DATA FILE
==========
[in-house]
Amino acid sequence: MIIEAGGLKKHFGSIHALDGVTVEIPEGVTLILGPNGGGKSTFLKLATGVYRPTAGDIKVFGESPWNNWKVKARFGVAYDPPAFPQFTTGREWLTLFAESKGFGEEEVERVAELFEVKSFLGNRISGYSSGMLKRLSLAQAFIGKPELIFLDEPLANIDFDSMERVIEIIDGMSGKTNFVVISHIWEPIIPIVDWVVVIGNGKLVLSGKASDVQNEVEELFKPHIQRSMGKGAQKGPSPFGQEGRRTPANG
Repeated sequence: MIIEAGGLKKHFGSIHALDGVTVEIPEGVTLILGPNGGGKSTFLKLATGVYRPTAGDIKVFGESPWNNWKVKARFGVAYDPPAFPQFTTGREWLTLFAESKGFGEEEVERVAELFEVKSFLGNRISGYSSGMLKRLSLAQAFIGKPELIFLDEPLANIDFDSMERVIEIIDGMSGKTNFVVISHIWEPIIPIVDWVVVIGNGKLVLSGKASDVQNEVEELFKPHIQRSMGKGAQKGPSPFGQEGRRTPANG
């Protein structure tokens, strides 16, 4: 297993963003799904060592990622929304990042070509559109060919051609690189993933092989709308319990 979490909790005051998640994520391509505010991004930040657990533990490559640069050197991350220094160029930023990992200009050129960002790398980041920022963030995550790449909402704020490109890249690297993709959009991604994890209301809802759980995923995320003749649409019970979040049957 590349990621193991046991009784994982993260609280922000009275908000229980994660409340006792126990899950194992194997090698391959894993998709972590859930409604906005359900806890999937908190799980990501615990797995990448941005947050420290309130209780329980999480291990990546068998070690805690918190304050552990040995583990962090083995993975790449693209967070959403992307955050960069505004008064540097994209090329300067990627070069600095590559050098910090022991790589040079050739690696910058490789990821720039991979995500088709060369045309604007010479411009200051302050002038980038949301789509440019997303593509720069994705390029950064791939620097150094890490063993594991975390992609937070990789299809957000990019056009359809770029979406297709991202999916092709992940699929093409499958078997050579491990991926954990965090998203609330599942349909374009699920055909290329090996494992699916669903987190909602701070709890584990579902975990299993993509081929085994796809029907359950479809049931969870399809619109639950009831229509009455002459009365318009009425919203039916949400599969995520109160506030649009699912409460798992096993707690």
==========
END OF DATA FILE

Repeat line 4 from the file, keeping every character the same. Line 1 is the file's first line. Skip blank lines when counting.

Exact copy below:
């Protein structure tokens, strides 16, 4: 297993963003799904060592990622929304990042070509559109060919051609690189993933092989709308319990 979490909790005051998640994520391509505010991004930040657990533990490559640069050197991350220094160029930023990992200009050129960002790398980041920022963030995550790449909402704020490109890249690297993709959009991604994890209301809802759980995923995320003749649409019970979040049957 590349990621193991046991009784994982993260609280922000009275908000229980994660409340006792126990899950194992194997090698391959894993998709972590859930409604906005359900806890999937908190799980990501615990797995990448941005947050420290309130209780329980999480291990990546068998070690805690918190304050552990040995583990962090083995993975790449693209967070959403992307955050960069505004008064540097994209090329300067990627070069600095590559050098910090022991790589040079050739690696910058490789990821720039991979995500088709060369045309604007010479411009200051302050002038980038949301789509440019997303593509720069994705390029950064791939620097150094890490063993594991975390992609937070990789299809957000990019056009359809770029979406297709991202999916092709992940699929093409499958078997050579491990991926954990965090998203609330599942349909374009699920055909290329090996494992699916669903987190909602701070709890584990579902975990299993993509081929085994796809029907359950479809049931969870399809619109639950009831229509009455002459009365318009009425919203039916949400599969995520109160506030649009699912409460798992096993707690």